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Epiphany 2 – St. Paul’s – 1/17/21

Our readings for the second Sunday after the Epiphany are all about seeing.  In the book of 1st Samuel, we encounter the priest, Eli, whose physical and spiritual eyesight has grown so dim, he cannot see what’s right in front of him.  The Psalmist describes a God who searches and sees us; a God who probes our secret thoughts, words, and ways; a God who beholds us when we’re still unformed “in the depths of the earth.”  In his letter to the troubled Corinthians, St. Paul urges his readers to see themselves rightly, to understand that their bodies are temples of the Holy Spirit.  Not cheap and expendable commodities, but sacred vessels bought at a high price for the glory of God.  And in our Gospel reading, Jesus sees Nathanael — sees into his heart, sees who he is and what he needs — under a fig tree, prompting Nathanael, the skeptic, to look past his stereotypes, and see Jesus for who he really is: the Son of God.

When I was a youth minister, the phrase WWJD—what would Jesus do was everywhere. Youth  came to church with the acronym emblazoned on bracelets, t-shirts, caps, and hoodies.  WWJD? Preachers used the question to title their sermons, and youth group leaders chose it as an organizing theme for summer camps and Vacation Bible Schools.  Goldmine industry though it became, the spiritual goal of the paraphernalia was to encourage kids to orient their daily lives around the example of Jesus’s life and teachings.  If Jesus were here right now, facing the situation we’re facing, what would he do?

As we’ve now left Advent and Christmas behind, and entered into the brief,  luminous season of Epiphany, I wonder if we might shift the WWJD question a bit, from What would Jesus do? to What would Jesus see Epiphany, after all, is a season of light and revelation, a season of searching, discovering, finding, and knowing.  As we read the Gospel stories that shape this liturgical season, I wonder what we can learn from the penetrating and grace-filled vision of the Messiah.  If Jesus were here right now, looking at what we’re looking at, what would he see?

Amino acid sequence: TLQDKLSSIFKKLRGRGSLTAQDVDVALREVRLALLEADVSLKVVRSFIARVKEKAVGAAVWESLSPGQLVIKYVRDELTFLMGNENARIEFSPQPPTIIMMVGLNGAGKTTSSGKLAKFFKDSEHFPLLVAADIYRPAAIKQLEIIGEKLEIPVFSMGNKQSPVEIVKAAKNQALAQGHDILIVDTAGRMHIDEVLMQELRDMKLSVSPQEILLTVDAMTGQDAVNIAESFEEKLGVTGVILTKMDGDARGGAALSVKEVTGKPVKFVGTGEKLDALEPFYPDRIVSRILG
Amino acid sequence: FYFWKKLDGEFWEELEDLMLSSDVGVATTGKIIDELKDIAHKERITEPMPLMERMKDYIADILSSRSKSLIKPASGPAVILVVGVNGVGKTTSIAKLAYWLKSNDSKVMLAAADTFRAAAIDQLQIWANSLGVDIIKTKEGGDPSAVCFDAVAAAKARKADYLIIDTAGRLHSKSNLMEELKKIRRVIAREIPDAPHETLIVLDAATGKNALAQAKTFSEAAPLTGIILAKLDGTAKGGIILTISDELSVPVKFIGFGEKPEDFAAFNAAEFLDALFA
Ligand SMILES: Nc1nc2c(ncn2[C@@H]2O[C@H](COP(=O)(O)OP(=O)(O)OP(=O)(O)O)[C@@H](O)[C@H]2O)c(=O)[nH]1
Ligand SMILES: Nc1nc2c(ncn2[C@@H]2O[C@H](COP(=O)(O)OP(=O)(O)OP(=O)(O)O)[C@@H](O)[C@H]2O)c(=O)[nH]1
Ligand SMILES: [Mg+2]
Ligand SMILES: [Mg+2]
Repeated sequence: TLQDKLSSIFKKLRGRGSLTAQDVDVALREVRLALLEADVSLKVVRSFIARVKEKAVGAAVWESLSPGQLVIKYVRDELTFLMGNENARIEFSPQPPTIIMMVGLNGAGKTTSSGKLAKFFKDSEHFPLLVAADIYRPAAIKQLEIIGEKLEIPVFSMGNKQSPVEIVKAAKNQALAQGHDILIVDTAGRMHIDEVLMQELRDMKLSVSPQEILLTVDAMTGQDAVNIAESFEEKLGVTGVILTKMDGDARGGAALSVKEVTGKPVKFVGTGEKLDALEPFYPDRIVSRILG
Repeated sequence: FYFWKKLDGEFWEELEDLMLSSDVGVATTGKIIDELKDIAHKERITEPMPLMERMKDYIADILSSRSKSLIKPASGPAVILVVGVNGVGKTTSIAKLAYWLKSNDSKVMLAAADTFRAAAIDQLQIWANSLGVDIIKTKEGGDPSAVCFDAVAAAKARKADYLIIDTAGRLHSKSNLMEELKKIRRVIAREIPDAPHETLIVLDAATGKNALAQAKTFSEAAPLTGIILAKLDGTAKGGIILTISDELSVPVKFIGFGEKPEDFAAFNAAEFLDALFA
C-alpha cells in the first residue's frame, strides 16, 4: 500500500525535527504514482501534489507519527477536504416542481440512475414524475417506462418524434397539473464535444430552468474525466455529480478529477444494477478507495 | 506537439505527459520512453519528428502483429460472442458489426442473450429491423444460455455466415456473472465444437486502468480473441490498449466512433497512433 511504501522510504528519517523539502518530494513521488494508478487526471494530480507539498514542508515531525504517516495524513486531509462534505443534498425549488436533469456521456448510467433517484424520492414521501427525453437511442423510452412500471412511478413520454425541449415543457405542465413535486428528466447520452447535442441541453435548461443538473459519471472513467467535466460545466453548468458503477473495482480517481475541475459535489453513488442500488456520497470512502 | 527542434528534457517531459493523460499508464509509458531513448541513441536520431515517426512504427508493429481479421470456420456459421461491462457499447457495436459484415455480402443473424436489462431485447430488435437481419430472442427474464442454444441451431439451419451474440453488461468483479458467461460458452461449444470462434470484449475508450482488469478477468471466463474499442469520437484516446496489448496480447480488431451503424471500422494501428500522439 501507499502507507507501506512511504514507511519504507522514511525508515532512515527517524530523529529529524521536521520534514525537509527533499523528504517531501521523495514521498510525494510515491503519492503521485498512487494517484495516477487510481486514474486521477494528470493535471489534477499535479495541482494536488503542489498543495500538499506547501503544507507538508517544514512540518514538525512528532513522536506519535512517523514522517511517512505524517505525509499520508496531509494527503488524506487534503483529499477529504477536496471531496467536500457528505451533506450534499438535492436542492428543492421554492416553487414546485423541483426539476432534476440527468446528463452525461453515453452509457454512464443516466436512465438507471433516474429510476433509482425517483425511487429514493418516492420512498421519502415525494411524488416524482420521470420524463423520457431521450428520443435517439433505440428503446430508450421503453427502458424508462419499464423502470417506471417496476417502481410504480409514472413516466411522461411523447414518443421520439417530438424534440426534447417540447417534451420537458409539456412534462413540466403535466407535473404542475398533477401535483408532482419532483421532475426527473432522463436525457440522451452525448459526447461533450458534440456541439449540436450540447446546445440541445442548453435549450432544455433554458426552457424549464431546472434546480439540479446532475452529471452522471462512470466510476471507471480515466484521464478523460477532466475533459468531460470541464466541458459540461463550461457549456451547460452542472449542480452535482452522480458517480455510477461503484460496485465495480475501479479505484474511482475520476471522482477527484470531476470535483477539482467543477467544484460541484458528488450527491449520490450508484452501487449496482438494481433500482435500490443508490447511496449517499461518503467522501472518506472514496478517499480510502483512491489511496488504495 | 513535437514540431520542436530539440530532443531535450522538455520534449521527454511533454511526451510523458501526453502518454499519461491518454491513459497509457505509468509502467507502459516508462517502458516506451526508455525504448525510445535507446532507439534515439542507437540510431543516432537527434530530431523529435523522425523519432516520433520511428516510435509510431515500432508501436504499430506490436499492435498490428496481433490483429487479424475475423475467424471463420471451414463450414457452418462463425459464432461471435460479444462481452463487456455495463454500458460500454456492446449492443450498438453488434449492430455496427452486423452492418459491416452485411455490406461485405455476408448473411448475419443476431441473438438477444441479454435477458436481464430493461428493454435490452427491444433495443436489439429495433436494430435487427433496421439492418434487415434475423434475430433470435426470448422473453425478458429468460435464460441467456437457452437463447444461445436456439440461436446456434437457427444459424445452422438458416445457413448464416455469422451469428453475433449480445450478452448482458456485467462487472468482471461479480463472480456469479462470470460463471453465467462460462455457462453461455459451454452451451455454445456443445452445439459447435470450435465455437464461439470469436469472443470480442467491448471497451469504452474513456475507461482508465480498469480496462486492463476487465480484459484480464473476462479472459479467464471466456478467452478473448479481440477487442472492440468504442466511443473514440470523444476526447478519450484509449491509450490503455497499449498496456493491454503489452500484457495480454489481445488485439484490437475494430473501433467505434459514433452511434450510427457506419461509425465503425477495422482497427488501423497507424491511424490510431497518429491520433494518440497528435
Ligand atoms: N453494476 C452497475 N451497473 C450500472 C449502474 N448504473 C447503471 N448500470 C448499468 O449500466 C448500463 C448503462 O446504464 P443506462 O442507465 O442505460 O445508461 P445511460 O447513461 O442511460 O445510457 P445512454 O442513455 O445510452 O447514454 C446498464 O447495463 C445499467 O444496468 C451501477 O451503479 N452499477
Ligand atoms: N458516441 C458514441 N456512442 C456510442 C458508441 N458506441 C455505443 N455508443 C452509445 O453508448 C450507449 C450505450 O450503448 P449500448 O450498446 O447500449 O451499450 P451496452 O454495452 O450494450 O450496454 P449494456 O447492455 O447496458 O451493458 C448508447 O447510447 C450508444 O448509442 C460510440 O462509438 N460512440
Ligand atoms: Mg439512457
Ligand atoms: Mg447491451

Jesus said….come and see….we are being invited to come and see with the eyes of Christ. Come and see. This is not about a theory, or a doctrine, or a philosophy- this is about direct experience. It’s about meeting Jesus here and now.

How can God happen here? How can anything good come out of Nazareth or Marfa or Terlingua or what took place in our capital? Come and see. Those first disciples are overawed in their initial reception of Jesus. We have just found him of whom Moses and the prophets wrote,  Philip announces to Nathaniel who is sceptical at first but a few minutes later is himself saying to Jesus; You are the Son of God, the King of Israel!  It’s going to take him, and all of us, the rest of our lives to realize the implications of that spontaneous revelation. As Jesus says to him: You are going to see greater things than this. You are going to see heaven opened and the angels of God ascending and descending upon the Son of Man.